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  1. cms
    August 9, 2015 at 10:45 am

    Although, to be precise, there is no Nobel Prize for Economics – just the Sverige Riksbank Prize in Economics in honour of Alfred Nobel…

  2. August 9, 2015 at 2:27 pm

    This critique of Edmund Phelps is right on target , helping to puncture the sophistries of narrow , myopic economics . The larger frameworks beyond economics and its illusions of abstraction are vital in analyzing today’s crises , as I point out in my “Mapping the Global Transition to the Solar Age “, ICAEW,(London, 2014) . Greece’s misery at the hands of economists like Phelps are part of the same intellectual scandal as the Bank of Sweden’s misappropriation of the Nobel Prize , fought by me and others including lawyer Peter Nobel, the founder’s grandson for decades. Our TV series ” Ethical Markets” began in 2004 with ” Redefining Success ” exposing this phony ” Nobel” ( http://www.films.com for classroom use or free at http://www.ethicalmarkts.tv )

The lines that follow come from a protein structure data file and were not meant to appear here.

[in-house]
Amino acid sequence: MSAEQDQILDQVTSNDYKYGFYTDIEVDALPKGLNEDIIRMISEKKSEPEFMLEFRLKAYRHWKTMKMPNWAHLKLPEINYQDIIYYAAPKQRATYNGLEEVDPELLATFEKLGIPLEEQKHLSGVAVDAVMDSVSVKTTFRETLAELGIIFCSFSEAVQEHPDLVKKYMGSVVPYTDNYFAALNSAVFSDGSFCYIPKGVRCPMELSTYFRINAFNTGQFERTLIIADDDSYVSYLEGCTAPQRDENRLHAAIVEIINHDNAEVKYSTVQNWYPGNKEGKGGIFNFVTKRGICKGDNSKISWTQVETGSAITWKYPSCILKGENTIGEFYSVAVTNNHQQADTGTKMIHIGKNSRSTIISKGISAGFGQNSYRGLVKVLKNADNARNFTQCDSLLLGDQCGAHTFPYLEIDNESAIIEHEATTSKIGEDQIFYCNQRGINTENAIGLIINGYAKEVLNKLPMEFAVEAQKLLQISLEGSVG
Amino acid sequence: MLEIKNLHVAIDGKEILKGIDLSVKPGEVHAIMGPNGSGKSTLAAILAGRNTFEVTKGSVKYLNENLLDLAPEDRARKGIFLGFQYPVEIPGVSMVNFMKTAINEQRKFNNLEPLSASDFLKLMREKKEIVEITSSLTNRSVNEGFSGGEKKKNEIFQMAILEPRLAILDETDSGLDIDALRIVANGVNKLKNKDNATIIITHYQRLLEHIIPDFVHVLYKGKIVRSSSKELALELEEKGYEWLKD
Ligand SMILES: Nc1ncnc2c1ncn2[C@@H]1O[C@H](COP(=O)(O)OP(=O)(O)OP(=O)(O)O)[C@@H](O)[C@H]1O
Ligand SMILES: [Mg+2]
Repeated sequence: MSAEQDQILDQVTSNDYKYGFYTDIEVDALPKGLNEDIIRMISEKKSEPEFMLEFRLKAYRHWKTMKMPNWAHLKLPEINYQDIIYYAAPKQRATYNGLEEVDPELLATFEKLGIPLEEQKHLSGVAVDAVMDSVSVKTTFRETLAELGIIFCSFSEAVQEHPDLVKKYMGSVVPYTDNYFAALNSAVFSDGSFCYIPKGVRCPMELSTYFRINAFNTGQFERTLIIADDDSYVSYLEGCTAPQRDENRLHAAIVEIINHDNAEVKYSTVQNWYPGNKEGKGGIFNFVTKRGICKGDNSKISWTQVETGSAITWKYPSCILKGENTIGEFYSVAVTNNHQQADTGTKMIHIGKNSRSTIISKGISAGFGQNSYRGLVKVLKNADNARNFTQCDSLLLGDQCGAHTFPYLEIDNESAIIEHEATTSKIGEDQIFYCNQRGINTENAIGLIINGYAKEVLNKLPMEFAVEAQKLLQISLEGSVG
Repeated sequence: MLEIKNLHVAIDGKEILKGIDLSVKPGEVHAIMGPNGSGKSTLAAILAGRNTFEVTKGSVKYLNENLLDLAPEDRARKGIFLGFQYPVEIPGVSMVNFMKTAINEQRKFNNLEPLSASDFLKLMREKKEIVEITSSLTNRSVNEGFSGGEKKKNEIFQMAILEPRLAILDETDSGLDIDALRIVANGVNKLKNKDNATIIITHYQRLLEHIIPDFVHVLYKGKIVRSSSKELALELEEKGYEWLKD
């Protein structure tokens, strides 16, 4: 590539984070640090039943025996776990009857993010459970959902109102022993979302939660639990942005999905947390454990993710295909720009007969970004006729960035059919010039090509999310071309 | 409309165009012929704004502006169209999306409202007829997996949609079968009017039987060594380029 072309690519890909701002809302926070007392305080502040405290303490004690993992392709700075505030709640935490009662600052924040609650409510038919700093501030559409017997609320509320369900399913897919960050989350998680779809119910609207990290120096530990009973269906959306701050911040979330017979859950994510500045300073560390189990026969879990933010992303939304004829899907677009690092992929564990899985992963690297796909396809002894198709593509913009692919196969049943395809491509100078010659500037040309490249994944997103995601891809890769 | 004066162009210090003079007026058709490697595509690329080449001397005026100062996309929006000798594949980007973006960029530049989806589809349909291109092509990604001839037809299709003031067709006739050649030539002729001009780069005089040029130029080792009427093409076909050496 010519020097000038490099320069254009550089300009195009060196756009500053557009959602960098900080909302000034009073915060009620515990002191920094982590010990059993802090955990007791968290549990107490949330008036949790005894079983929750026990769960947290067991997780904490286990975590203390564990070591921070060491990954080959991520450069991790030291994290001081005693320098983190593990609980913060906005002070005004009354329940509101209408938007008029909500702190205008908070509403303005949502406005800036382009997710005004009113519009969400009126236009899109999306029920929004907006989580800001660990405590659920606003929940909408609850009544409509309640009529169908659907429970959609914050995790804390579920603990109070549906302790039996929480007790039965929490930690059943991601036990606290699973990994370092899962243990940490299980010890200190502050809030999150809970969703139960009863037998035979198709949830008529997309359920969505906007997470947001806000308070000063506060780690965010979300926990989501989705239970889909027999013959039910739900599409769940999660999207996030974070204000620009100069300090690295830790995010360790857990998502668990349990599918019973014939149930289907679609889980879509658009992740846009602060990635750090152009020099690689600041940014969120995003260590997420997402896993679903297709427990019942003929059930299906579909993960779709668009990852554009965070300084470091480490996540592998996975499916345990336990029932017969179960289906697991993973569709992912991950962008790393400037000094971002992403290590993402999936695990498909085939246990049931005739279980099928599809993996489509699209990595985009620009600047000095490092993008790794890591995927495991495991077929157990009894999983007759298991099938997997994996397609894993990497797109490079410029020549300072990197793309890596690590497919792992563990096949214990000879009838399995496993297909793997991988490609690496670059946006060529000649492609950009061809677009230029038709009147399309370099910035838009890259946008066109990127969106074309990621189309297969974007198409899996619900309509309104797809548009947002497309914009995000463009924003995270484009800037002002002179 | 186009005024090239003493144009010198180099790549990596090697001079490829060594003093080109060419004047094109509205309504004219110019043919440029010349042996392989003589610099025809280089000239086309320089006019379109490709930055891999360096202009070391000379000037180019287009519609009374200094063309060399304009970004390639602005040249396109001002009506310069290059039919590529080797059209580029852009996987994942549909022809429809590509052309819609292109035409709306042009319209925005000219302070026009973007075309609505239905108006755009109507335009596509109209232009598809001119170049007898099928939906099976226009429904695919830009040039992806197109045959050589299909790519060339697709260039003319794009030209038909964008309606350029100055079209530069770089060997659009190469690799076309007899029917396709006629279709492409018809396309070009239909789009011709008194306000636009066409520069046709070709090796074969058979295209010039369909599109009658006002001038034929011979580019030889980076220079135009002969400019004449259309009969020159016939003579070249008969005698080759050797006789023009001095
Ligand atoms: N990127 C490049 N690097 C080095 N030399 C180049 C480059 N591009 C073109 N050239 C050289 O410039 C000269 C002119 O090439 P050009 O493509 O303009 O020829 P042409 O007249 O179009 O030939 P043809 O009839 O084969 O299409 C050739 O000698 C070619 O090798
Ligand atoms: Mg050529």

3. August 9, 2015 at 4:31 pm

    My mom gave me a subscription to NY review of books—phelps has an article in the current one (and i class him as part of the muth/lucas type school). he has a noble prize and a new book on ‘mass flourishing’. i guess this is how you get a Noble prize in econ. he may be able to tie his shoes, but he doesn’t seem to understand economics—though of course he knows how to make money. i imagine his view of ‘mass flourishing’ (he promoties everyone wok themselves to death since its what we want to do—‘innovate’)—is a sort of factory farm which provides him subsistence.

  4. August 10, 2015 at 11:12 am

    I heard Phelps speak in Lindau last year. In fact I heard him twice, because his first presentation was so rambling and contained such obvious errors that I went to a second, hoping it would be better. It wasn’t. I fear his mind is not what it was. Unfortunately no-one has the authority to tell such a luminary that he should stop, so Phelps continues giving presentations, writing books and articles and teaching young economists. And unfortunately people listen to him because of his previous achievements. He’s like a famous singer who continues to give performances long after his voice has gone. It’s tragic.

    • merijnknibbe
      August 10, 2015 at 7:43 pm

      Thanks for sharing this information. Once I googled Phelps and learned he is 82 the thought of course crossed my mind. But, long story short, I remember when an 80 year old very close relative became extremely angry at me when, after some fruitless talks about the fact that he could not be allowed to drive anymore, I took his car away. Still, it was the right thing to do.

  5. August 10, 2015 at 12:39 pm